23 1.22 Vis_04 Interactive Packages n Matlab is a powerful system for computation and visualization – Has its own C-like language

24 1.23 Vis_04 Visualization Today n Recent surge of interest in visualization was sparked by an NSF report: Visualization in Scientific Computing – McCormick, de Fanti and Brown n Argued that investment in high performance computing in US was wasted unless there was corresponding investment in visualization n This motivated a third style of visualization system...

25 1.24 Vis_04 Visual Programming Systems n From late 1980s onwards n Visualization seen as a sequence of simple processing steps: eg contouring – read in data – create contour lines – draw contour lines n Systems provide modules implementing simple steps in a visualization pipeline n Scientist uses visual programming to connect modules together

26 1.25 Vis_04 Visual Programming - IRIS Explorer

27 1.26 Vis_04 Visual Programming Systems n Visual programming allows easy experimentation which is what one needs in visualization n Examples are: – IRIS Explorer – AVS – OpenDX (grown from IBM Visualization Data Explorer)

28 1.27 Vis_04 Service-based Visualization n The Internet era has introduced a fourth style of system – where a visualization service is delivered over the internet using Web technologies n Client-side with Java applets….

29 1.28 Vis_04 Service-based Visualization n … or server side n Here a form on a web page is used to make a visualization request n Processed by a visualization system on server and returned to client as VRML IRIS Explorer SerVis

30 1.29 Vis_04 The Four Phases of Visualization Systems n These four phases correlate with four phases in computing generally n Subprogram libraries – begun in era of batch computing n Interactive packages – begun in era of interactive computing, with terminals connected to host n Visual programming systems – begun in era of workstation computing, with graphical user interfaces n Service-based visualization – begun in era of internet computing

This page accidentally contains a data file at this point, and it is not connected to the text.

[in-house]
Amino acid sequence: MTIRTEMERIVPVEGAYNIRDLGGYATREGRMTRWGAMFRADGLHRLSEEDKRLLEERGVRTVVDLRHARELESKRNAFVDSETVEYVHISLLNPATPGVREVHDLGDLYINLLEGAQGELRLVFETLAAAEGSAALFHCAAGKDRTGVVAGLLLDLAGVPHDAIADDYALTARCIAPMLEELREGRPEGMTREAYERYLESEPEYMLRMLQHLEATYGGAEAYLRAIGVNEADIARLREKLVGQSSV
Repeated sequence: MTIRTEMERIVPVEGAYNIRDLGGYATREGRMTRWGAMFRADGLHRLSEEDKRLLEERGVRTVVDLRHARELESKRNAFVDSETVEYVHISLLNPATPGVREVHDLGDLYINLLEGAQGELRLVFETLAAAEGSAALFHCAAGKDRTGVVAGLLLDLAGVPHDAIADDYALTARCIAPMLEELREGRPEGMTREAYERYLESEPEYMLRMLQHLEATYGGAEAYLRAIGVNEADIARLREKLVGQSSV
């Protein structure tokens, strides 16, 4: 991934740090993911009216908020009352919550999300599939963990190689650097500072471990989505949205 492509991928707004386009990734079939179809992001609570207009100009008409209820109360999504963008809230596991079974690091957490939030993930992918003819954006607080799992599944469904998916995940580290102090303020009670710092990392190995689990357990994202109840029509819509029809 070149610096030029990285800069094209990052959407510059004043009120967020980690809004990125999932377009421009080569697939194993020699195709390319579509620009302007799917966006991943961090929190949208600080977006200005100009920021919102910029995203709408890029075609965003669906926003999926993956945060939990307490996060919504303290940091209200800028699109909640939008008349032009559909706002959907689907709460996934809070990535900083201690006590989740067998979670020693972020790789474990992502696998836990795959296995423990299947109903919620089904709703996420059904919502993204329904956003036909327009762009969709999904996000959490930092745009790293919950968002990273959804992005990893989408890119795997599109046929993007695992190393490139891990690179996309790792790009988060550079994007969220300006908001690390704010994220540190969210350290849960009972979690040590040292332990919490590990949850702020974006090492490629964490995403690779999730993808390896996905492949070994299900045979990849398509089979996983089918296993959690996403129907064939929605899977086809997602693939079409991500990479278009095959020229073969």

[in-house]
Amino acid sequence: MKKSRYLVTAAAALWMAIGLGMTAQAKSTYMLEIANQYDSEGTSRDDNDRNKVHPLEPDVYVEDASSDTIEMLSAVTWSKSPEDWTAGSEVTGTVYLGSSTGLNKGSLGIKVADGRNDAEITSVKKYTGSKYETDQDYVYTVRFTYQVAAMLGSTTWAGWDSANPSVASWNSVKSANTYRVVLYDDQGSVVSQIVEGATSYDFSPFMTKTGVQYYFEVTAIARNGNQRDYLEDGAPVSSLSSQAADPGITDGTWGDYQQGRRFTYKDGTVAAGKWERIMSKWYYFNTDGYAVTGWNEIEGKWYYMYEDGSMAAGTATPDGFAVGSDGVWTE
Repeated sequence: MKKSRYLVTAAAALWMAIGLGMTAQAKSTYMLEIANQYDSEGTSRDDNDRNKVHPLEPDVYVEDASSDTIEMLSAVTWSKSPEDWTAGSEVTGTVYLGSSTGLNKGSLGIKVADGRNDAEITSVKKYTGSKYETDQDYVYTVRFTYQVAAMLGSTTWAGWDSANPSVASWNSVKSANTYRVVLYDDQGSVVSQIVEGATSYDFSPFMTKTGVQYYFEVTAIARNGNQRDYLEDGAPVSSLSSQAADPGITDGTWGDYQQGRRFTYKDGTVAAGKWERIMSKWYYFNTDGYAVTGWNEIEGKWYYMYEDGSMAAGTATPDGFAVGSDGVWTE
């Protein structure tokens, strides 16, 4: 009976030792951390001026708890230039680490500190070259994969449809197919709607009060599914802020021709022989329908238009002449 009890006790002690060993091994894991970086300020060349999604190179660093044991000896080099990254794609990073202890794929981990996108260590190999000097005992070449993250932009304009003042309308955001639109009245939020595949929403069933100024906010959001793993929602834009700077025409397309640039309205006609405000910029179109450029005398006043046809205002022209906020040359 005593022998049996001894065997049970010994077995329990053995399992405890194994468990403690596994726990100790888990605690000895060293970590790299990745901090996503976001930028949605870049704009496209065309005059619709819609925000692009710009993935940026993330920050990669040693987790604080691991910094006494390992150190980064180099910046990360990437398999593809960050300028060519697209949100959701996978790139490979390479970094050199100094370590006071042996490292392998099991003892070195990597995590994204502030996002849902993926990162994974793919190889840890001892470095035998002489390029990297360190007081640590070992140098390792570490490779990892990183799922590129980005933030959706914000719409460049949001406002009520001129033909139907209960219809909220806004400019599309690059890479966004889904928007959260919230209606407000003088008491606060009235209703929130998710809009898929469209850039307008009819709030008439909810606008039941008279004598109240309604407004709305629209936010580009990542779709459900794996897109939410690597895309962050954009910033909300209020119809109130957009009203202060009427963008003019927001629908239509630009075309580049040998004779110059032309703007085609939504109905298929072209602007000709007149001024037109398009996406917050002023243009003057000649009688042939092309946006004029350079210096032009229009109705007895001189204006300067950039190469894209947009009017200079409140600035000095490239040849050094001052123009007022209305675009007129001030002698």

31 1.30 Vis_04 Information Visualization n Information Visualization – Has emerged over last decade – Building on success of scientific visualization – Driven by the escalating volumes of data fuelled by the new technologies (eg supermarket checkouts!) and the accessibility of data via the Internet – Characterised by large quantities of data – not necessarily numbers – and search for relationships amongst the data … – … but no absolute dividing line between SciVis and InfoVis

32 1.31 Vis_04 Outline of the Course n Lectures – Monday 10 (Parkinson-B9) ; Friday 9 (LT11) n Practical sessions using gnuplot, IRIS Explorer and xmdvtool under Linux n Background study

33 1.32 Vis_04 Outline of Lecture Course Data Visualization - I n Introduction and historical view n Fundamental concepts n Scientific Visualization techniques – Scalar data - one value at a point » 1D - graphs,.. » 2D - contour maps,.. » 3D - isosurfaces, volume rendering – Vector data - many related values at a point » velocity values : flow visualization

34 1.33 Vis_04 Outline of Lecture Course Data Visualization - II n Publication of visualization – VRML for 3D web presentation n Visualization Systems n Computational steering – linking simulation and visualization – Grid computing and visualization n Collaborative Visualization – Group working on the Internet … this will complete the programme for CFD students … but DMS students continue

35 1.34 Vis_04 Outline of Lecture Course: Data Visualization - III n Web-based visualization – using the Web as a distributed computing environment n Information Visualization – how to interpret large quantities of data using visualization – multivariate data

36 1.35 Vis_04 Practical Work n For DMS and CFD students - use of IRIS Explorer – state of art visualization system – Linux pcs – practical sessions n For DMS students – xmdvtool (multivariate data) n Publication using the World Wide Web n Assessment – assignments to visualize datasets n Experience of other systems – gnuplot

37 1.36 Vis_04 Background Study n Reading – mainly recent papers n World Wide Web – IRIS Explorer training materials – generally... a source of up-to-date information and examples

38 1.37 Vis_04 Books n The Visualization Toolkit (3 rd edition) – W Shroeder, K Martin, W Lorensen – Kitware Inc n Introduction to Volume Rendering – B. Lichtenbelt et al - Prentice Hall (1998) n Information Visualization – R. Spence – Addison-Wesley (2001) n Scientific Visualization Tech & Applns – K W Brodlie et al – Springer Verlag (1992)

39 1.38 Vis_04 Objectives n To be aware of the value of visualization to gain insight into both numeric data (from science, engineering and medicine for example) … n … and also non-numeric information (such as networks and documents) n To understand the fundamental techniques for data visualization n To be skilled in the use of a state of art visualization system DMS CFD

40 1.39 Vis_04 Keeping in Touch n – n Newsgroup for my postings: – local.modules.vis n Newsgroup for your postings: – n World Wide Web –